March 23, 2018
The sham that is the Trump presidency has served its primary function quite well — it has decimated the grassroots conservative movement at the moment when that movement seemed to be gaining enough traction to have some effect as a counterforce to America’s progressive transformation. When I say "decimated,” I mean "crushed,” as Mitch McConnell promised to do to the Tea Party in 2014, back when he was challenged in the Kentucky primary by Matt Bevin — until a Karl Rove front group falsely calling itself Kentuckians for Strong Leadership leapt to McConnell’s defense. As I have noted before, one of the major "Kentuckian” donors in that pro-McConnell, anti-constitutionalist PAC was Donald J. Trump.
I have written for two years about the GOP establishment’s obvious preference for Trump, and of the corresponding big lie at the heart of Trump’s popularity, namely that he is an outsider who intends to "drain the swamp.” More of the machinations of that big lie have come to prominence over the past couple of days, specifically related to one of the uglier manifestations of the progressive GOP establishment’s circling of the wagons for Trump, viz., the so-called "conservative media’s” endless fawning over and excuse-making for the man-child and his administration.
Erick Erickson, the founder of RedState and popular conservative commentator, has explainedhow he was effectively barred from Fox News due to his conservative, anti-McConnell position in 2014, and his support of Tea Party challenger Bevin. The key to the story is that one of the major players in orchestrating his ouster as a regular Fox contributor was Elaine Chao — Mrs. Mitch McConnell — who happened to be a member of the board of directors at News Corp (owners of Fox News). In other words, the very politically-involved wife of the current lead swamp creature of the GOP establishment was a vocal advocate for the editorial stance of Fox News, destroying any illusions that Fox was ever anything but the propaganda wing of the Republican Party’s old boys club.
Now let’s add two and two, shall we?
McConnell’s wife is active in manipulating the on-air political slant of Fox News. Fox News spends all of the 2015-16 GOP primary season undermining the campaign of McConnell’s senate arch-enemy Ted Cruz — including by fabricating the fake optics of third candidate "surges,” as they did with Marco Rubio’s third place finish in Iowa, effectively deflating the significance and popular impact of Cruz’s victory over Trump in the very first caucus — while giving wall-to-wall coverage of Trump’s every move, thereby creating the illusion of an unstoppable popular juggernaut. (These, as I have frequently explained, are exactly the same tactics they used in 2012 to support Mitt Romney — the establishment choice — against the various Tea Party-friendly challengers.)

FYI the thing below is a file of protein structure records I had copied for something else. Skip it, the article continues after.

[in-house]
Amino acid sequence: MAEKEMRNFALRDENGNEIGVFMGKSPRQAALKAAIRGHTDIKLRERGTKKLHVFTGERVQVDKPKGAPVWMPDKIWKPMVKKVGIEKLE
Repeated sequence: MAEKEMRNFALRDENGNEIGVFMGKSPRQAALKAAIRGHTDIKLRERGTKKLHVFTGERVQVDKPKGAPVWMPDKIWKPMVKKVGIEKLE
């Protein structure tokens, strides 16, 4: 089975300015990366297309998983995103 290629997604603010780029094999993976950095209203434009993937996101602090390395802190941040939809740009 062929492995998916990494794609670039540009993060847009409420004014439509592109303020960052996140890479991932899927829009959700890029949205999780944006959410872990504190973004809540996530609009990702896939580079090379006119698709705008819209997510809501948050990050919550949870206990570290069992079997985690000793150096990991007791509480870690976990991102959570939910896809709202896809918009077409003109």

Upon winning the presidency, one of Trump’s first cabinet appointments is Elaine Chao.
This is the true nature of the swamp-draining that Trump’s cultists still, to this day, fantasize they are witnessing: The GOP establishment exploits its direct ties to the conservative news media to plump for its preferred candidate (Trump) and denigrate genuine constitutionalist challengers to the Washington status quo, while simultaneously creating the grassroots-pleasing storyline that Mr. and Mrs. McConnell’s chosen puppet is an anti-establishment outsider; they then exploit the incompetence and amorality of their appointed figurehead to achieve their own swamp-filling goals, including by planting their own people within their puppet’s administration; the swamp-draining alpha male outsider, as president, ends up promoting almost exclusively the very things you would expect an establishment insider to promote — tax cuts without spending cuts, a modified and renamed version of ObamaCare, a massive shift to the left on illegal immigration, a more "moderate” position on the Second Amendment, a general disregard for the Constitution, etc.
The one area where grassroots or constitutionalist or Tea Party conservatives have been most wretchedly duped and abused by the establishment manipulators — the real "deep state” operatives, to use the alt-right lingo of the moment — is in the arena of the alternative media. Fox News, the Drudge Report, talk radio, and the conservative opinion websites were for years pitched as a spiritual home for those conservatives, where at last their views, and their desire to revive their failing republic, would gain a fair hearing. All along, these venues, or most of them most of the time, were little more than the establishment’s friendly smile, rhetorical performance art designed to lure principled men and women into the feeling that these sources were a safe haven, and then, systematically and repeatedly, to pull the rug out from under these good people in Act III, insisting that this year — "just one last time” — they should rally behind the establishment’s chosen fraud, "since after all, the alternative would be worse.”